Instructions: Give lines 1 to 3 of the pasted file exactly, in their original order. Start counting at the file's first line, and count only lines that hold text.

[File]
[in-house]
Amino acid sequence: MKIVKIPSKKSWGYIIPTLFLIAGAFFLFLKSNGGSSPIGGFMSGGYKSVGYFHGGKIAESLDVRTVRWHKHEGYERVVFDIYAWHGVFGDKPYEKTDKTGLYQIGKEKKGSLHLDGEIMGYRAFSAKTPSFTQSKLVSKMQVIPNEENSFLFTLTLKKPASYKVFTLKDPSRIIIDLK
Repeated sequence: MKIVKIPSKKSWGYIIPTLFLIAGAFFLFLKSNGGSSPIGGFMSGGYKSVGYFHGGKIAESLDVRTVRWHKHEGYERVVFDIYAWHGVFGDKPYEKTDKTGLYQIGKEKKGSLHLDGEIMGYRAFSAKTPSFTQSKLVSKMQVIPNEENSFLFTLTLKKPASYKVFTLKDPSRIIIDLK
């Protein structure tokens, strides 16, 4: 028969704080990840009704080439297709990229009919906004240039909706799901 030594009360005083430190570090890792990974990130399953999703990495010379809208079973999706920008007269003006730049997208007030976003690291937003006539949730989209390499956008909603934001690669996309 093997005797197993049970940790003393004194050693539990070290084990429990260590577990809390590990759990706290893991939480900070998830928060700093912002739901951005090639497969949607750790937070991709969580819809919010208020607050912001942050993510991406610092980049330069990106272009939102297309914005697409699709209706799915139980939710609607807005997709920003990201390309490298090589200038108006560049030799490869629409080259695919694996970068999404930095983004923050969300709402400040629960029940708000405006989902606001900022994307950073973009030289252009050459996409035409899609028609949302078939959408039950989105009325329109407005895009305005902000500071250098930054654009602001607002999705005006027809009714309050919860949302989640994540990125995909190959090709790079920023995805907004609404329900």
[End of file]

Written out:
[in-house]
Amino acid sequence: MKIVKIPSKKSWGYIIPTLFLIAGAFFLFLKSNGGSSPIGGFMSGGYKSVGYFHGGKIAESLDVRTVRWHKHEGYERVVFDIYAWHGVFGDKPYEKTDKTGLYQIGKEKKGSLHLDGEIMGYRAFSAKTPSFTQSKLVSKMQVIPNEENSFLFTLTLKKPASYKVFTLKDPSRIIIDLK
Repeated sequence: MKIVKIPSKKSWGYIIPTLFLIAGAFFLFLKSNGGSSPIGGFMSGGYKSVGYFHGGKIAESLDVRTVRWHKHEGYERVVFDIYAWHGVFGDKPYEKTDKTGLYQIGKEKKGSLHLDGEIMGYRAFSAKTPSFTQSKLVSKMQVIPNEENSFLFTLTLKKPASYKVFTLKDPSRIIIDLK